When Senator Catherine Cortez Masto and her allies unveiled their first paid ads of the 2022 election cycle, the Nevada Democrat’s intended audience was clear: the state’s quarter-of-a-million Latino voters, a critical swing vote.
Majority Forward, the nonprofit arm of the Senate Democratic super PAC, has a Spanish-language ad called “Siga Protegiendo” — “Keep Protecting” — airing on Telemundo in Las Vegas. It hails Cortez Masto for her work as Nevada attorney general and in the Senate to “fight sex trafficking rings” and “protect our children.”
Another ad, titled “Led the Fight,” shows Cortez Masto speaking with Gladis Blanco, a Las Vegas hotel worker.
“When Covid first hit, there was a lot to worry about,” Blanco says as she wheels a cart of clean towels down a hallway. “My first priority was keeping my family safe, and I was very worried about making a living.”
“In times like that,” she added, “you want someone looking out for you. That’s what Catherine Cortez Masto did.”
It’s hardly the first time Nevada Democrats have made the Latino community a priority. In many ways, the state’s Latino voters are the backbone of the political machine built by Harry Reid, the Nevada senator and former majority leader who died in December. Nevada’s economy is powered by tourism, and the state’s powerful service-sector unions are closely intertwined with Latino politics.
Allies of Cortez Masto, the first Latina to serve in the U.S. Senate, also insist that it’s not usual to communicate this early in an election cycle with Latino voters. Their experience, they say, shows the importance of making persuasive arguments to the Hispanic community throughout a campaign — and not just toward the end.
A Guide to the 2022 Midterm Elections
- Midterms Begin: The Texas primaries officially opened the 2022 election season. See the full primary calendar.
- In the Senate: Democrats have a razor-thin margin that could be upended with a single loss. Here are the four incumbents most at risk.
- In the House: Republicans and Democrats are seeking to gain an edge through redistricting and gerrymandering, though this year’s map is poised to be surprisingly fair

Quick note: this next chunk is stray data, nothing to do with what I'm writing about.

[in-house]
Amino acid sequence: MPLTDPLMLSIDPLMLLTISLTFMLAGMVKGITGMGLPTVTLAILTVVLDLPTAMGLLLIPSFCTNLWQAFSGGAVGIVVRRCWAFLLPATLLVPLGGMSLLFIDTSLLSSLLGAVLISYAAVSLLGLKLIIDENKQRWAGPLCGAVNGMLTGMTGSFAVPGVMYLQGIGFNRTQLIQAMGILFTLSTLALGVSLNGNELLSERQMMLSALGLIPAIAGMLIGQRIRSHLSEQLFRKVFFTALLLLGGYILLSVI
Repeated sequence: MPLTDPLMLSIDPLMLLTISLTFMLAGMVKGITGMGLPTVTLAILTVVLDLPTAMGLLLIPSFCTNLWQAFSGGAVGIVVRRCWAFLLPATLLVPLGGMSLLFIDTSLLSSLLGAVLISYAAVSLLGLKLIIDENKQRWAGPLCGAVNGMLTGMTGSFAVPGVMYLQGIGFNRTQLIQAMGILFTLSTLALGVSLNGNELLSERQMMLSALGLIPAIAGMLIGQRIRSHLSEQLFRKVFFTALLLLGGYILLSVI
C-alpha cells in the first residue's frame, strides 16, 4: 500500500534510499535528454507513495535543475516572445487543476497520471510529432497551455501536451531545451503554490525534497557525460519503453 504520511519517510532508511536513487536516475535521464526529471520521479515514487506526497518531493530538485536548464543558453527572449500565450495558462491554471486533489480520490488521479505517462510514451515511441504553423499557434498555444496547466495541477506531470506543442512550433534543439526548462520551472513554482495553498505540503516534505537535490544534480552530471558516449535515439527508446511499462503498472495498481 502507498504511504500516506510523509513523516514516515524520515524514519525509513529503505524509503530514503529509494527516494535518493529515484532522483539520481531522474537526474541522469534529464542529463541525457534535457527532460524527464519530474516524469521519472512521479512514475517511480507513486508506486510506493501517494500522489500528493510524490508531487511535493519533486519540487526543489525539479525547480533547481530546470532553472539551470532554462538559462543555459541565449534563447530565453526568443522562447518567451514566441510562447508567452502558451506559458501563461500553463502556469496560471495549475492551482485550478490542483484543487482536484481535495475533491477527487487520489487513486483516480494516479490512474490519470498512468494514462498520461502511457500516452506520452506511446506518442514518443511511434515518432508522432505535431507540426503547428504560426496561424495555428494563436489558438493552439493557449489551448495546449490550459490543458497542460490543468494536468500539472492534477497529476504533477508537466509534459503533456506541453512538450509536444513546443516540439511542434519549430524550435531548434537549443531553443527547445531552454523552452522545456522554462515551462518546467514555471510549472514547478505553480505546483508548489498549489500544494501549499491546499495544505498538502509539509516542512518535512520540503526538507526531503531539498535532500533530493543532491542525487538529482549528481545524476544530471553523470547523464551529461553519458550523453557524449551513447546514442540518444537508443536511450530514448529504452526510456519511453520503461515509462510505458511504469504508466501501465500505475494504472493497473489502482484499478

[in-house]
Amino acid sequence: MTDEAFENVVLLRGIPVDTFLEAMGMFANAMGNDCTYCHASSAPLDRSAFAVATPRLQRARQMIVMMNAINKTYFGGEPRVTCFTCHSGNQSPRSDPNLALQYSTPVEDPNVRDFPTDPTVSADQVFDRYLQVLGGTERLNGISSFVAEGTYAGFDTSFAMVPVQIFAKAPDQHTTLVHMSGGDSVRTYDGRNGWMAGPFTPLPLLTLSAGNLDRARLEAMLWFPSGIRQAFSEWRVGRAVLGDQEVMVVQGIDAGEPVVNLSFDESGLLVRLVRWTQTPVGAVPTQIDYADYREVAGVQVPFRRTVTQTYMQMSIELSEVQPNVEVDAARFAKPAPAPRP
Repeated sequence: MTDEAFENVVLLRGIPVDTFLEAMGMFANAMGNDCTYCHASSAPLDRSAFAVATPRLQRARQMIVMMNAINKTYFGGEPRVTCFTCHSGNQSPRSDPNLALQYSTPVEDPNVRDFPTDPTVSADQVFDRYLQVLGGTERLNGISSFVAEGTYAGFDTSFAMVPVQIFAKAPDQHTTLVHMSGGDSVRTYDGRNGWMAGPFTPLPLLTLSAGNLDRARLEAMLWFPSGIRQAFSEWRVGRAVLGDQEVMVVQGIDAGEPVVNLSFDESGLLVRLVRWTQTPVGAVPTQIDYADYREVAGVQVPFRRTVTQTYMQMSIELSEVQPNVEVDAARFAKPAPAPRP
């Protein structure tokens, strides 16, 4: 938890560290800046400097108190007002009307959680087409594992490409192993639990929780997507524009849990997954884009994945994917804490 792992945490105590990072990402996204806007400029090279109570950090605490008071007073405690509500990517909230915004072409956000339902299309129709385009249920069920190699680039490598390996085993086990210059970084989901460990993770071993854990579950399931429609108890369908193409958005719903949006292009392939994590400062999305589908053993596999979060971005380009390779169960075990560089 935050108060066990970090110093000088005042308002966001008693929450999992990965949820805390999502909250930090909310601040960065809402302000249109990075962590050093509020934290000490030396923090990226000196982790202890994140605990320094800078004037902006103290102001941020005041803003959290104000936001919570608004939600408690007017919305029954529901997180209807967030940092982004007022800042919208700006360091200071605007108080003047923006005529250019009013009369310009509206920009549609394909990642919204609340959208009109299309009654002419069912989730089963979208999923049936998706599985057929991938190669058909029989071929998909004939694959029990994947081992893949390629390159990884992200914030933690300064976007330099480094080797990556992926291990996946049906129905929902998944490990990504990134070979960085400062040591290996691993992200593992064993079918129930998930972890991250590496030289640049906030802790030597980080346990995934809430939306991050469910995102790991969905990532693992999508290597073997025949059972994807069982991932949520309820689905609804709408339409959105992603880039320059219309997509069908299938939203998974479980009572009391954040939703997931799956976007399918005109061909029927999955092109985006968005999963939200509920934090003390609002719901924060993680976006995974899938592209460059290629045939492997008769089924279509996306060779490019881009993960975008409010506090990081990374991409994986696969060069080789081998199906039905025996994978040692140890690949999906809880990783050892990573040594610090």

- Governors’ Races: Georgia’s contest will be at the center of the political universe, but there are several important races across the country.
- Key Issues: Inflation, the pandemic, abortion and voting rights are expected to be among this election cycle’s defining topics.
“Nevada’s a state where you need a bilingual strategy,” said Arturo Vargas, the chief executive of the NALEO Educational Fund, a national civic engagement organization. He noted that service-industry workers had suffered heavily during the Great Recession, and again during the height of the coronavirus pandemic, when Las Vegas casinos were forced to shut down their operations. He said it made sense for Democrats to speak to their economic concerns.
But Republicans now sense an opportunity to peel away many of those votes, and in ways that could have national political reverberations. Some data in the latest Wall Street Journal poll suggest why. According to the poll, Republicans enjoy a 9-point advantage over Democrats in the so-called congressional generic ballot among Latino voters — meaning that, by a 9 percentage-point margin, respondents said they would prefer to elect a Republican to Congress.
There are reasons to be skeptical of these specific numbers: The poll sampled only 165 Latino voters, and the margin of error was plus or minus 7.6 percentage points. And Latino voters are hardly a monolith — the anti-socialism messages that have appealed to Cuban Americans in Florida differ widely from the jobs and health care-themed proposals that are effective with Mexican Americans elsewhere.
Plenty of other data suggests Democrats ought to be concerned, however. John Anzalone, a Democratic pollster who helped to conduct The Journal’s poll and a previous one in December, has called Hispanics “a swing vote that we’re going to have to fight for.”
Last year, a study by the Democratically-aligned firm Equis Labs found that Democrats had lost support among key Latino communities during the 2020 election. In 2020, exit-poll data showed that Donald Trump had made gains among Latino voters in Nevada specifically, even as he lost the state in that year’s presidential election. And more recently, our colleague, Jennifer Medina, reported that the shift toward Republicans among Latino voters in South Texas has continued.